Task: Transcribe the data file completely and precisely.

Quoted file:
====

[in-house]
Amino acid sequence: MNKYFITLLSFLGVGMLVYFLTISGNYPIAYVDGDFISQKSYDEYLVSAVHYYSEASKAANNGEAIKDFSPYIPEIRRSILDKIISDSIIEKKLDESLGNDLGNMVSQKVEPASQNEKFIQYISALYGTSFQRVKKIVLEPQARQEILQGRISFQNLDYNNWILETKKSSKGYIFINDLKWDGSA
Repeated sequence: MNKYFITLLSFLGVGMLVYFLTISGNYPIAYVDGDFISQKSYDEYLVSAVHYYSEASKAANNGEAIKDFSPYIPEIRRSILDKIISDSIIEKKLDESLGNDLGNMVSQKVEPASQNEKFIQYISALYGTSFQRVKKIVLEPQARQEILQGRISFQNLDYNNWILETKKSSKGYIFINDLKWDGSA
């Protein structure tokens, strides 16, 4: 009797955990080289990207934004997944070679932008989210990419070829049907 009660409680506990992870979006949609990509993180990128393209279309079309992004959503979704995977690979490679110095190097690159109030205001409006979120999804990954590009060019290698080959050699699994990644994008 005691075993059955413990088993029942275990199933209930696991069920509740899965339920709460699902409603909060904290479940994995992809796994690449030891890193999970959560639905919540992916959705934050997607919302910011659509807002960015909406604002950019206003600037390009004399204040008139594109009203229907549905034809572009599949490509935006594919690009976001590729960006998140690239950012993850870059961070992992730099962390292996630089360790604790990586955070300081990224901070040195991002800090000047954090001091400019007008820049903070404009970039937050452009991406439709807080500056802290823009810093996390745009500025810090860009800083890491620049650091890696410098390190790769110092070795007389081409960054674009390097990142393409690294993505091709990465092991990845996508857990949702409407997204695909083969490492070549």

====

[in-house]
Amino acid sequence: MNKYFITLLSFLGVGMLVYFLTISGNYPIAYVDGDFISQKSYDEYLVSAVHYYSEASKAANNGEAIKDFSPYIPEIRRSILDKIISDSIIEKKLDESLGNDLGNMVSQKVEPASQNEKFIQYISALYGTSFQRVKKIVLEPQARQEILQGRISFQNLDYNNWILETKKSSKGYIFINDLKWDGSA
Repeated sequence: MNKYFITLLSFLGVGMLVYFLTISGNYPIAYVDGDFISQKSYDEYLVSAVHYYSEASKAANNGEAIKDFSPYIPEIRRSILDKIISDSIIEKKLDESLGNDLGNMVSQKVEPASQNEKFIQYISALYGTSFQRVKKIVLEPQARQEILQGRISFQNLDYNNWILETKKSSKGYIFINDLKWDGSA
């Protein structure tokens, strides 16, 4: 009797955990080289990207934004997944070679932008989210990419070829049907 009660409680506990992870979006949609990509993180990128393209279309079309992004959503979704995977690979490679110095190097690159109030205001409006979120999804990954590009060019290698080959050699699994990644994008 005691075993059955413990088993029942275990199933209930696991069920509740899965339920709460699902409603909060904290479940994995992809796994690449030891890193999970959560639905919540992916959705934050997607919302910011659509807002960015909406604002950019206003600037390009004399204040008139594109009203229907549905034809572009599949490509935006594919690009976001590729960006998140690239950012993850870059961070992992730099962390292996630089360790604790990586955070300081990224901070040195991002800090000047954090001091400019007008820049903070404009970039937050452009991406439709807080500056802290823009810093996390745009500025810090860009800083890491620049650091890696410098390190790769110092070795007389081409960054674009390097990142393409690294993505091709990465092991990845996508857990949702409407997204695909083969490492070549």